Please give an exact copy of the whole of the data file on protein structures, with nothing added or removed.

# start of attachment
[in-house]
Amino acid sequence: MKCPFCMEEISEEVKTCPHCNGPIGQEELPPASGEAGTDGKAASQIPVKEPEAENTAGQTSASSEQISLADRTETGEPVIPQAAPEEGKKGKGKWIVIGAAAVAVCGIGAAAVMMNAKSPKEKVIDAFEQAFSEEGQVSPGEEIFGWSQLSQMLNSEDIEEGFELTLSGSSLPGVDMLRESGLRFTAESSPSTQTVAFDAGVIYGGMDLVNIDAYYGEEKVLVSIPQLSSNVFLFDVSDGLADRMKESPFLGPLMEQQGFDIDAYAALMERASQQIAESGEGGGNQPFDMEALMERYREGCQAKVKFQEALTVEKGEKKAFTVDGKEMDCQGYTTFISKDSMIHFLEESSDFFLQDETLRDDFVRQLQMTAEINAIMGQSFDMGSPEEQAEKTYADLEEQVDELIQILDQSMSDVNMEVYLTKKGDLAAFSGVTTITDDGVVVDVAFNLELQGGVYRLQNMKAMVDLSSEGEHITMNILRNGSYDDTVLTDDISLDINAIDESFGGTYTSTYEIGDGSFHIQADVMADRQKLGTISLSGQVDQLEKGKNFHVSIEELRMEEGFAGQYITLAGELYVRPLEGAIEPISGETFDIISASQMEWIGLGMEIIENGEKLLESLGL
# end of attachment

[in-house]
Amino acid sequence: MKCPFCMEEISEEVKTCPHCNGPIGQEELPPASGEAGTDGKAASQIPVKEPEAENTAGQTSASSEQISLADRTETGEPVIPQAAPEEGKKGKGKWIVIGAAAVAVCGIGAAAVMMNAKSPKEKVIDAFEQAFSEEGQVSPGEEIFGWSQLSQMLNSEDIEEGFELTLSGSSLPGVDMLRESGLRFTAESSPSTQTVAFDAGVIYGGMDLVNIDAYYGEEKVLVSIPQLSSNVFLFDVSDGLADRMKESPFLGPLMEQQGFDIDAYAALMERASQQIAESGEGGGNQPFDMEALMERYREGCQAKVKFQEALTVEKGEKKAFTVDGKEMDCQGYTTFISKDSMIHFLEESSDFFLQDETLRDDFVRQLQMTAEINAIMGQSFDMGSPEEQAEKTYADLEEQVDELIQILDQSMSDVNMEVYLTKKGDLAAFSGVTTITDDGVVVDVAFNLELQGGVYRLQNMKAMVDLSSEGEHITMNILRNGSYDDTVLTDDISLDINAIDESFGGTYTSTYEIGDGSFHIQADVMADRQKLGTISLSGQVDQLEKGKNFHVSIEELRMEEGFAGQYITLAGELYVRPLEGAIEPISGETFDIISASQMEWIGLGMEIIENGEKLLESLGL